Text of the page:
FACT CHECK: Is The Trump Impeachment Process Different From Nixon And Clinton?
For the third time in almost 46 years, the House of Representatives has voted to begin a formal impeachment inquiry into the actions of the sitting president.
And despite criticisms from President Trump — whose press secretary Stephanie Grisham called the resolution "unfair, unconstitutional, and fundamentally un-American" — the measure lawmakers approved Thursday charts a course similar to that of the inquiries into Presidents Richard Nixon and Bill Clinton.
The process allows for the investigation led by House Intelligence Committee Chairman Adam Schiff, D-Calif., to continue, with the next phase including public hearings. Up till now, most of the investigation has been closed-door depositions, involving Democrats and Republicans on three House panels — intelligence, oversight and foreign affairs.
"The process seems very fair to me," said former Republican Rep. Tom Campbell, who served in the House during the Clinton proceedings and voted for impeachment. He called the current plan "very consistent with how the House operates in the two previous impeachment matters."
Trump and Republican allies argue that he and the GOP do not have enough power in the proceedings. White House press secretary Grisham said that with Thursday's vote, "Speaker [Nancy] Pelosi and the Democrats have done nothing more than enshrine unacceptable violations of due process into House rules."
Republican lawmakers have been allowed equal time for questioning in the closed-door depositions. They will be allowed to request subpoenas and witnesses for the open hearings, but those would have to be approved by the Democrats.
Schiff will eventually turn his findings over to the House Judiciary Committee, which would begin the formal process of determining whether to draw up articles of impeachment.
House Judiciary Chairman Jerry Nadler, D-N.Y., has laid out additional details about the minority party's role for his panel.
The president or his attorneys will be allowed to cross-examine witness and subpoena their own, although they'll need a majority vote or the concurrence of the chair to do so. They will also be allowed to attend all hearings of the Judiciary Committee, including any that are closed to the public.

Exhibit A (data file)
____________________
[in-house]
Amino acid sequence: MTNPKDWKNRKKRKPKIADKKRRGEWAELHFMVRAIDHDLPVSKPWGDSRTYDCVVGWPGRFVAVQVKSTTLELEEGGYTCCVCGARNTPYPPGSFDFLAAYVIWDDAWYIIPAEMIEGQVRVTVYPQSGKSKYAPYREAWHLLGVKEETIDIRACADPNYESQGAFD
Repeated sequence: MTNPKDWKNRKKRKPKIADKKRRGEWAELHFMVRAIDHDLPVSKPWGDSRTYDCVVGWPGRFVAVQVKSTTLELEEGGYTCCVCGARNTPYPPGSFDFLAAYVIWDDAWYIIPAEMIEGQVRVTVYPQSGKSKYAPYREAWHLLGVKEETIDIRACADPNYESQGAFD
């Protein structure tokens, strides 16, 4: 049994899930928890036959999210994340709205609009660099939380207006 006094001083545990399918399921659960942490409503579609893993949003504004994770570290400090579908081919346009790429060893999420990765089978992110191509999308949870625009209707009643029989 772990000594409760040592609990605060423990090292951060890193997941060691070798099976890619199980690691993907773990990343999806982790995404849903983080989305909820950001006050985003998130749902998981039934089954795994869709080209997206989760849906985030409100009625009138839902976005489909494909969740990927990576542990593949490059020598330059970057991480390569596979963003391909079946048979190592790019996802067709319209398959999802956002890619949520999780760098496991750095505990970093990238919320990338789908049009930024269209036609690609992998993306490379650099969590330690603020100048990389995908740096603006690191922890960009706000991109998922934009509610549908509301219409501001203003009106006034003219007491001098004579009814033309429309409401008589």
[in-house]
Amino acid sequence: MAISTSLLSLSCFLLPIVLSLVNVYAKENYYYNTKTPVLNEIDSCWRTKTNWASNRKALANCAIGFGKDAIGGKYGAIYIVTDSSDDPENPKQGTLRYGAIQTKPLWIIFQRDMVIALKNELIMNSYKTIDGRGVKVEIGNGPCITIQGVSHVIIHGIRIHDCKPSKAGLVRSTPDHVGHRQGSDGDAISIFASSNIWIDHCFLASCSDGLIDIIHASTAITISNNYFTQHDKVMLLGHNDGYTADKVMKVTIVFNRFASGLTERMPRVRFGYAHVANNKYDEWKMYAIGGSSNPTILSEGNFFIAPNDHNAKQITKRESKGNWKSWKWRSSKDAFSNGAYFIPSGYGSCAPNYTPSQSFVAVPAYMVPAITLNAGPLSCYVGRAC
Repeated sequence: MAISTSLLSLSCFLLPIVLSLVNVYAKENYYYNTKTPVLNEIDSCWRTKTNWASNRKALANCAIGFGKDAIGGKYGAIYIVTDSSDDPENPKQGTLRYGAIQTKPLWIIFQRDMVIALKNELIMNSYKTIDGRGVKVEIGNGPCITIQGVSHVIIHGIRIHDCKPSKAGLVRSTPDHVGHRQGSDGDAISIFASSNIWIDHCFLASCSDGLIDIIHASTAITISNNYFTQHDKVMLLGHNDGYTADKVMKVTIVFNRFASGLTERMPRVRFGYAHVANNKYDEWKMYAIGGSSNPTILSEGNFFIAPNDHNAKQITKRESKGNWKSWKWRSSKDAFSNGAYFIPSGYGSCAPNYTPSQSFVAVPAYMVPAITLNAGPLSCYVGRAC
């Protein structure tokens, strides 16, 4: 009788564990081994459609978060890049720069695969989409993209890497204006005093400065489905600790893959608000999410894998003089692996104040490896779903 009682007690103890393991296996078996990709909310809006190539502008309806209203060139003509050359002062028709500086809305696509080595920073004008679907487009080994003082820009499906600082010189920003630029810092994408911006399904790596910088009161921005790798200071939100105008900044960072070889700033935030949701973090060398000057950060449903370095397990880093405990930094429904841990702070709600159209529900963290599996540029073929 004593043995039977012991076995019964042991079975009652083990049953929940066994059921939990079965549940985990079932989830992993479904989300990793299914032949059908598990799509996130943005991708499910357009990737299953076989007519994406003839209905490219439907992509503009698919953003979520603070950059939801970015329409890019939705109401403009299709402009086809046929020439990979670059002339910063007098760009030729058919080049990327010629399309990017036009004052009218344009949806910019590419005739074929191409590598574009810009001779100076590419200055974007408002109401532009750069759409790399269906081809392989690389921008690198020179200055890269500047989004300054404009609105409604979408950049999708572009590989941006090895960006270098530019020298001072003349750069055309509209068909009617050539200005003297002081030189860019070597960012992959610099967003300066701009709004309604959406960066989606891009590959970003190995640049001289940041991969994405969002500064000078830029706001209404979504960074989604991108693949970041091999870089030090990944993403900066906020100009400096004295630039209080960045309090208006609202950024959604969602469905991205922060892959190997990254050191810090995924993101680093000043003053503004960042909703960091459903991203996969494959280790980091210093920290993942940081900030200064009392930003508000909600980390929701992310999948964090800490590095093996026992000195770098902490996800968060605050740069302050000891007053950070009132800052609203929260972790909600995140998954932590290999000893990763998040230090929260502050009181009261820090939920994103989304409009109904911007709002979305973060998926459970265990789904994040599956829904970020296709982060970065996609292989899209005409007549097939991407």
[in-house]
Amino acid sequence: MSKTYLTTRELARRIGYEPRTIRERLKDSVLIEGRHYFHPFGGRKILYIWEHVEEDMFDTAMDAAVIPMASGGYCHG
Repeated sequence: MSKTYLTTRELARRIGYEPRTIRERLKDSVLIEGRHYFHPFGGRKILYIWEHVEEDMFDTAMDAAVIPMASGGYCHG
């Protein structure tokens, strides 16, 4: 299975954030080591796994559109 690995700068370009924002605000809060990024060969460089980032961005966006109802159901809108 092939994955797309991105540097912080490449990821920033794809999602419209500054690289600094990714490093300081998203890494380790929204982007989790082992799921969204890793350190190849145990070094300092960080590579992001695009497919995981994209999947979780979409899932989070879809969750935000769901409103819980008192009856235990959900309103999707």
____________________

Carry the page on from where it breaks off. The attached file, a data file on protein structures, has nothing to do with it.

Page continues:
Democrats say that these same rights were given to the minority party with Clinton in the late 1990s and Nixon in the mid-1970s.
The resolution also says that if the president "unlawfully refuses to cooperate with Congressional requests," Nadler can deny requests by the president or his counsel, an apparent attempt to counter Trump's lack of cooperation with requests for documents and witnesses.
Another talking point for Republicans is that the investigation has been largely hidden from public view.
"It is, by any definition, a process that is an attempt in secret, in the basement of the Capitol, to unseat a duly elected president of the United States," said House Republican Conference Chair Liz Cheney on Thursday. "It's unlike anything we've ever seen before."
But both the Clinton and Nixon investigations had a mix of closed and open phases.
Independent counsel Kenneth Starr's investigation into Clinton also used closed-door interviews and grand jury proceedings that were not open to Congress until later.
The Nixon investigation was a bit different. It started out as investigation into the Watergate break-in, noted Thomas Alan Schwartz, a professor of history and political science at Vanderbilt University.
"So there were, of course, the very famous Watergate hearings in the summer of '73 that went on at great length that were sort of a national obsession," he said. "And the question, you know the famous Howard Baker question: 'What did the president know and when did he know it?' "
After the Watergate hearings ended, though, the Judiciary Committee also conducted several closed-door hearings as it proceeded with impeachment.
Campbell, who now teaches law at Chapman University, says one difference between the process this time and when Clinton was impeached was the information lawmakers had.
In 1998, he says, House members voted to authorize an impeachment inquiry only after they received the Starr report. Starr investigated, among other things, whether Clinton lied about the affair he had with White House intern Monica Lewinsky.
"So in that sense," Campbell said, "every member of the House had available to her or him the findings of this special prosecutor. Now, in this case, that's not so — unless one refers to Robert Mueller's report."
Another difference, looking back to the Watergate era, is the political climate.
"This president retains a very strong support within his party in a way that Richard Nixon really lost or did not have that same degree of loyalty," professor Schwartz says. "He also has a media platform that Nixon did not have — the media environment was very different."
The bipartisan nature of the Nixon impeachment inquiry had evaporated by the time Clinton was impeached.
Michigan Democrat John Conyers argued against impeaching Clinton on the House floor at the time, saying, "I am witnessing the most tragic event of my career in the Congress — in effect, a Republican coup d'etat in process."
The era of partisanship and polarization present then is still very much present today, as evidenced by Grisham's charge that "the Democrats are choosing every day to waste time on a sham impeachment — a blatantly partisan attempt to destroy the President."
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